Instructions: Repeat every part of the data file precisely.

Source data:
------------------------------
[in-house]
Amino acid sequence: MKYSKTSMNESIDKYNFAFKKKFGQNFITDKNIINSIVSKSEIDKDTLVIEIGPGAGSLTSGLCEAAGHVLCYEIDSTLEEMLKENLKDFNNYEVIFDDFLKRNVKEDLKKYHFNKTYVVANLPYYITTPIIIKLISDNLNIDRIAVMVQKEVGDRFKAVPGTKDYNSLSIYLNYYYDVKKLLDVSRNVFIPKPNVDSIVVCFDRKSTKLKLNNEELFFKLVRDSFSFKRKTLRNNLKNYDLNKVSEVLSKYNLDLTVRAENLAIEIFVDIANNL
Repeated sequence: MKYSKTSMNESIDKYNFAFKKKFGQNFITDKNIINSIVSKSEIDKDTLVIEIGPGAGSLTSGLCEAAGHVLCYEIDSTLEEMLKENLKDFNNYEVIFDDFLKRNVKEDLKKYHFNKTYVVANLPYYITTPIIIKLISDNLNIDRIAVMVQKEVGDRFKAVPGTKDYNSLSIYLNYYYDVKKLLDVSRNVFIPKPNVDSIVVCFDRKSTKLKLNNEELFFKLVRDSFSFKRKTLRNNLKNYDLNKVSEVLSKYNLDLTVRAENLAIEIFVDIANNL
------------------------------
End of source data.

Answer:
[in-house]
Amino acid sequence: MKYSKTSMNESIDKYNFAFKKKFGQNFITDKNIINSIVSKSEIDKDTLVIEIGPGAGSLTSGLCEAAGHVLCYEIDSTLEEMLKENLKDFNNYEVIFDDFLKRNVKEDLKKYHFNKTYVVANLPYYITTPIIIKLISDNLNIDRIAVMVQKEVGDRFKAVPGTKDYNSLSIYLNYYYDVKKLLDVSRNVFIPKPNVDSIVVCFDRKSTKLKLNNEELFFKLVRDSFSFKRKTLRNNLKNYDLNKVSEVLSKYNLDLTVRAENLAIEIFVDIANNL
Repeated sequence: MKYSKTSMNESIDKYNFAFKKKFGQNFITDKNIINSIVSKSEIDKDTLVIEIGPGAGSLTSGLCEAAGHVLCYEIDSTLEEMLKENLKDFNNYEVIFDDFLKRNVKEDLKKYHFNKTYVVANLPYYITTPIIIKLISDNLNIDRIAVMVQKEVGDRFKAVPGTKDYNSLSIYLNYYYDVKKLLDVSRNVFIPKPNVDSIVVCFDRKSTKLKLNNEELFFKLVRDSFSFKRKTLRNNLKNYDLNKVSEVLSKYNLDLTVRAENLAIEIFVDIANNL